Understanding the Role of Age, Work Context, and Task Demands on Managers' Attitudes
Lewen, Lisa Joy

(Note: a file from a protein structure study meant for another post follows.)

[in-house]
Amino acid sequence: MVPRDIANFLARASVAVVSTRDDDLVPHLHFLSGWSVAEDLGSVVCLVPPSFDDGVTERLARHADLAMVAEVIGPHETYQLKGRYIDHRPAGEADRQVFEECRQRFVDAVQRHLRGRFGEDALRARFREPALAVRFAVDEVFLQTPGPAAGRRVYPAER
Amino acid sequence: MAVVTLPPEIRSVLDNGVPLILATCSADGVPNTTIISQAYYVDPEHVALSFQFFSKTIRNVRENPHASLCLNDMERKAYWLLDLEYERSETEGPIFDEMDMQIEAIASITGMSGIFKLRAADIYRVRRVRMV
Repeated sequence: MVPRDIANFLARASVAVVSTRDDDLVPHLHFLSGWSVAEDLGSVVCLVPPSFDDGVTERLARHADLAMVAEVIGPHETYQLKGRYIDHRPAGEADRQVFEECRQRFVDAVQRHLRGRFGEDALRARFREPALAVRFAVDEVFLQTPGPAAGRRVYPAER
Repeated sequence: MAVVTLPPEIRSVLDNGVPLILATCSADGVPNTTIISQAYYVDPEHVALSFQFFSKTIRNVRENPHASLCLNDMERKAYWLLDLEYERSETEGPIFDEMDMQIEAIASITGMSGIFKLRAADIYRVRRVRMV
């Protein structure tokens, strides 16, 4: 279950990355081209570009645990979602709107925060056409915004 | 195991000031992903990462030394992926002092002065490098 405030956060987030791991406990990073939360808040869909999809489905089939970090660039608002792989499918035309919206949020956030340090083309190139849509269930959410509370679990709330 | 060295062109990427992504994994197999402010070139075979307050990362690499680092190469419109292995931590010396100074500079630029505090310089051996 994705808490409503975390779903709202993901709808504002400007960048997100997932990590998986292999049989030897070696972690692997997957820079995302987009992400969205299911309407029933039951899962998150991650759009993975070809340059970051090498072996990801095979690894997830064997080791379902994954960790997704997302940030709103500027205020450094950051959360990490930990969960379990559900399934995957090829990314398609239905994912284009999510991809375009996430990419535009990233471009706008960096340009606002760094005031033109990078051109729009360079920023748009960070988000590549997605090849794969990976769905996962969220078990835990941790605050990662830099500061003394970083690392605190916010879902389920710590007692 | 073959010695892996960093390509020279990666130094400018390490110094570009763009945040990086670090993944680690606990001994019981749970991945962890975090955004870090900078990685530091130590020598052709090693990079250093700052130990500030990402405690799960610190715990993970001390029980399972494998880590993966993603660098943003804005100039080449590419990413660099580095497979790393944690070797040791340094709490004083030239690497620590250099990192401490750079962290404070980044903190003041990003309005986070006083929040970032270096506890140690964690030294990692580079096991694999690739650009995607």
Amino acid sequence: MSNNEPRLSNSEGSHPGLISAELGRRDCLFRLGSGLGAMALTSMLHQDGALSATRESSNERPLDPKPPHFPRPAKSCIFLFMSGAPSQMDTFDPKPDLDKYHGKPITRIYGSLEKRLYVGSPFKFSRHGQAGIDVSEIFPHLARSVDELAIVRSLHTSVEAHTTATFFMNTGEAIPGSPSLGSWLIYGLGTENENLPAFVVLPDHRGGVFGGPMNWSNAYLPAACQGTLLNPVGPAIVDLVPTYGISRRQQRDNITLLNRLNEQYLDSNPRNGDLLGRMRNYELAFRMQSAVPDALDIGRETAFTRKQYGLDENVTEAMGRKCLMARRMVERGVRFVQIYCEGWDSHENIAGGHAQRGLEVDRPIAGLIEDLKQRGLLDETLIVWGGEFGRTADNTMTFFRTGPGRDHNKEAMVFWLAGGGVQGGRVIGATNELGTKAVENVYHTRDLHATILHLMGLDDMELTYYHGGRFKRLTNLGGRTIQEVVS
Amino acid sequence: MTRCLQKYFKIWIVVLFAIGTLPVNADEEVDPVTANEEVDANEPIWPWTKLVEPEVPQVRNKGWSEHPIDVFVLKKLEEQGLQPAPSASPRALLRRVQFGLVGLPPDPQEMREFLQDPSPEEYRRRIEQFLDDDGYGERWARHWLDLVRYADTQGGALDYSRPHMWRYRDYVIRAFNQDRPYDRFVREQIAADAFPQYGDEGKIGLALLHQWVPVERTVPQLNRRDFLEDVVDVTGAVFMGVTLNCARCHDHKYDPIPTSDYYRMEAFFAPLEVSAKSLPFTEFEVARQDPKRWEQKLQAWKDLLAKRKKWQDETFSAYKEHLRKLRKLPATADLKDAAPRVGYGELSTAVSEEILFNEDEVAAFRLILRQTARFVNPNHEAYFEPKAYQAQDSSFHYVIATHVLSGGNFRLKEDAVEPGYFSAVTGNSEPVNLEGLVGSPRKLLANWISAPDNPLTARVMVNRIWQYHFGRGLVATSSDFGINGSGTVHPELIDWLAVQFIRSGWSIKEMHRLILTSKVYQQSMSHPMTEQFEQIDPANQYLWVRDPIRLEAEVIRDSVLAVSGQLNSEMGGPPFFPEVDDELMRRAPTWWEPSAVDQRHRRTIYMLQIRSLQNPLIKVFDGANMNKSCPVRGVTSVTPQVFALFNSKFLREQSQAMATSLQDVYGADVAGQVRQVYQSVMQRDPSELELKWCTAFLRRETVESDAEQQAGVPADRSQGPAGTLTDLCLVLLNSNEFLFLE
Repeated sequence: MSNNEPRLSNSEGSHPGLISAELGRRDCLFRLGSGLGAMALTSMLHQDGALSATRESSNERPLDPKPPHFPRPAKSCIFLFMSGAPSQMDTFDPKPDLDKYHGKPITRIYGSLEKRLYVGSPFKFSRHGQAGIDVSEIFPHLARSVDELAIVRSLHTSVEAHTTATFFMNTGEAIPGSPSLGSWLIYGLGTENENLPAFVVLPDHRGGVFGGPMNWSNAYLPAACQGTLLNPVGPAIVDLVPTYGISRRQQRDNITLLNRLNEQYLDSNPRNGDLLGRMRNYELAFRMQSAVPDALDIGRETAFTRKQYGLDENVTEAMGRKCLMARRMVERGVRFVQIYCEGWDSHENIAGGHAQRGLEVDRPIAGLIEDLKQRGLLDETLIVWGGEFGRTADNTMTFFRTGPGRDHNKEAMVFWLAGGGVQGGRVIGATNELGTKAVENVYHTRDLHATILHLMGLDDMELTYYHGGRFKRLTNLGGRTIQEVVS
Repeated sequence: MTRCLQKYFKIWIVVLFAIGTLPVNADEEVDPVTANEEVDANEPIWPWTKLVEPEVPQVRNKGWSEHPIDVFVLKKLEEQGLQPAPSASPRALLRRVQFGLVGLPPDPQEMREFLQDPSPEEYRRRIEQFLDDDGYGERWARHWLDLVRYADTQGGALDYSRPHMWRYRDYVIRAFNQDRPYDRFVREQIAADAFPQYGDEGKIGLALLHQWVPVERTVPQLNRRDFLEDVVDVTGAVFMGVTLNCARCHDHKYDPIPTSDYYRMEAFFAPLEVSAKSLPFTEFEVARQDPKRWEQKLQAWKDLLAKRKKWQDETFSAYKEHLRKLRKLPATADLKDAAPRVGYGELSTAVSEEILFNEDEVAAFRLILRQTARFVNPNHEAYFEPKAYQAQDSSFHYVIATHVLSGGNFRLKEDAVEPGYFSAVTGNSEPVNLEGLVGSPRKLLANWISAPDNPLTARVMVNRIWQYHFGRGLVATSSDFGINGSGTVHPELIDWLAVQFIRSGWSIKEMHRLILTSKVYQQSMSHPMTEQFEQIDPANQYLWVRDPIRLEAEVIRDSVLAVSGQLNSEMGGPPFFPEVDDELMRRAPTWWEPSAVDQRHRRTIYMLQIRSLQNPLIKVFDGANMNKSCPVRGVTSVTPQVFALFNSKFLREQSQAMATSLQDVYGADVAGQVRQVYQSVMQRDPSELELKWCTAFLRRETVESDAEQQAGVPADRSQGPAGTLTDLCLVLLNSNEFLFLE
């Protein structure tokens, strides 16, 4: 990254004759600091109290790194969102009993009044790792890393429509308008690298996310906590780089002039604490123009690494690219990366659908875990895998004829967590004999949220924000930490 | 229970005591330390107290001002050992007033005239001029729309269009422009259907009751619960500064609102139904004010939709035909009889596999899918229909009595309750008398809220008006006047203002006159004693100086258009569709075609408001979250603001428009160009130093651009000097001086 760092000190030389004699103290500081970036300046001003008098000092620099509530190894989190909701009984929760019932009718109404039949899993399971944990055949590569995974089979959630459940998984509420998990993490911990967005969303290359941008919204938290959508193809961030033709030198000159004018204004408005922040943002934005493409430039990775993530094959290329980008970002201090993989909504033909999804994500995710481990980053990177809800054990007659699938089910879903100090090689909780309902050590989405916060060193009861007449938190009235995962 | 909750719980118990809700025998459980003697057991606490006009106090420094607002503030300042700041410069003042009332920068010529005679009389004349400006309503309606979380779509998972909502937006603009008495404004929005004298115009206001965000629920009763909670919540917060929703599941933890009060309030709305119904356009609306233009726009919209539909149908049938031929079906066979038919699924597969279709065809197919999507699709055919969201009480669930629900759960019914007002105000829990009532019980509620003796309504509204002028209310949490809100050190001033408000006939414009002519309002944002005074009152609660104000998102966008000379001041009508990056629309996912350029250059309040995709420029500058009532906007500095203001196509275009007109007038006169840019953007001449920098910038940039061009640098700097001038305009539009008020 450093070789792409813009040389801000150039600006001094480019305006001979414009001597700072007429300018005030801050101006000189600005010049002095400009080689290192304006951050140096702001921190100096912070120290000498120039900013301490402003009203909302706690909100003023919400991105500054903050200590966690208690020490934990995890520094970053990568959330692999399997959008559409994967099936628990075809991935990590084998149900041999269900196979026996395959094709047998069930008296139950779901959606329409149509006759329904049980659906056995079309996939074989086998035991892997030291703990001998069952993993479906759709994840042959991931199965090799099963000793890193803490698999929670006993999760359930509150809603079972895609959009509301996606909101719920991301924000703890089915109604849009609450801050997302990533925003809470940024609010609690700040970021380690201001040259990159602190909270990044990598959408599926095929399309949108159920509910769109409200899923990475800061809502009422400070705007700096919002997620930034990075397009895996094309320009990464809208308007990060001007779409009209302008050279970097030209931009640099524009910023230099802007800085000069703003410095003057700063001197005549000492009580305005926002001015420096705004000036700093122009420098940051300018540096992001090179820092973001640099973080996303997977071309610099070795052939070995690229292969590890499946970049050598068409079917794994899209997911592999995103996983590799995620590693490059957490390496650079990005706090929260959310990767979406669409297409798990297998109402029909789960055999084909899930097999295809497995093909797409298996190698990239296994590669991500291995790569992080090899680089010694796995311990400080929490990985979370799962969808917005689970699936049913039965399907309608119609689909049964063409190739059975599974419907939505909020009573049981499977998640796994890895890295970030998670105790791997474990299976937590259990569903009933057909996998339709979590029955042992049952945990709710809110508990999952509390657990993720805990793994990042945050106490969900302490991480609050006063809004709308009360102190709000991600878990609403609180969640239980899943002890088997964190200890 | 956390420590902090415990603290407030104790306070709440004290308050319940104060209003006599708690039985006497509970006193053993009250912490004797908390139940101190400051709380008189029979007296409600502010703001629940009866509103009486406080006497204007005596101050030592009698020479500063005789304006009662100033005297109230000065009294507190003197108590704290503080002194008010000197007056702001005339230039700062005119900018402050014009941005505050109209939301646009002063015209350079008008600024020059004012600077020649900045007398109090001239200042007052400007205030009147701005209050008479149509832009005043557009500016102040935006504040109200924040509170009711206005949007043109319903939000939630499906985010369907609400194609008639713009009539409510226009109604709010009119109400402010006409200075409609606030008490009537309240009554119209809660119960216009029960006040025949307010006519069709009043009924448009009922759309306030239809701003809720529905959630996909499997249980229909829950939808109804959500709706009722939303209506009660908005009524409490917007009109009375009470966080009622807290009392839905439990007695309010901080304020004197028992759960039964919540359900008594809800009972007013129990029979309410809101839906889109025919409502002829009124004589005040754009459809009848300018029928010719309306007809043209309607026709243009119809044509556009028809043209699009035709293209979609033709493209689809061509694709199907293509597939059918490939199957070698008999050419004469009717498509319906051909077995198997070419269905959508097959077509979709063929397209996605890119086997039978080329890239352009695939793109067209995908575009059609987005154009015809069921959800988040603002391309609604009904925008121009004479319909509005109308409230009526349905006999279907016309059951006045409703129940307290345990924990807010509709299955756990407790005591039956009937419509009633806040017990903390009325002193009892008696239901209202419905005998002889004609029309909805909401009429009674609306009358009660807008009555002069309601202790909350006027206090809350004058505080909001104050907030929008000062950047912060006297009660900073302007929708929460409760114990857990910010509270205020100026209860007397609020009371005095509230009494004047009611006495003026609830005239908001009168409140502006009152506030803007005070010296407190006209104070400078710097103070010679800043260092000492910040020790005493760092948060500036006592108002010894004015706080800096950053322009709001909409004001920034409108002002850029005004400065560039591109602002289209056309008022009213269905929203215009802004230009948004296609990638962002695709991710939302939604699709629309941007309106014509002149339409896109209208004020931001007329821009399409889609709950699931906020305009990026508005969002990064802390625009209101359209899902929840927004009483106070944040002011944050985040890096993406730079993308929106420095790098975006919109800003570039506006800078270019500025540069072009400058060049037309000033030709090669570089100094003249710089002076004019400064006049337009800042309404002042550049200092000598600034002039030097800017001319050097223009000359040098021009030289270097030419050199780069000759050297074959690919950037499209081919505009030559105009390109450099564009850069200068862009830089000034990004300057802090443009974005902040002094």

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Despite the availability, capability, and inclination of older workers to remain in the workforce, research indicates that older workers are generally perceived and evaluated less favorably than younger workers (cf., Kite, Stockdale, Whitley, &Johnson, 2005). However, little is known about what factors lead older workers to be perceived less favorably. Up until this point, research investigating attitudes towards older workers has been limited to traditional work contexts. However, telework is an increasingly popular alternative work context and may be more appropriate for older workers. Another possible factor relating to evaluations of older workers is knowledge about age-related changes in ability. For example, the task demands of a job may be particularly high in fluid ability or crystallized ability. The work context and task demands of a job may be two potential sources of influence regarding perceptions of older workers. In the current set of studies, I examined the impact of applicant age, work context (telework and office work), and task demands (fluid ability and crystallized ability) on participants ratings of younger and older job applicants. In Study 1, a total of 16 job descriptions were selected based on their suitability and dependency on: office work/crystallized ability, office work/fluid ability, telework/crystallized ability, telework/fluid ability. Hiring managers recognized the jobs that were suited to telework or office work, but did not distinguish when either fluid or crystallized ability was of primary importance to a particular job. In Study 2, participants rated either younger or older applicants for 4 jobs selected from Study 1. The results of Study 2 were compelling. Older applicants were rated as more qualified when the job was dependent on crystallized ability, as well as when the job took place in a telework context. However, there were no significant differences between older and younger applicants when the job was dependent on fluid ability, or when the job took place in an office work context. The current research is critical to understanding the influence of task demands and the work context on differences between evaluations of older and younger workers.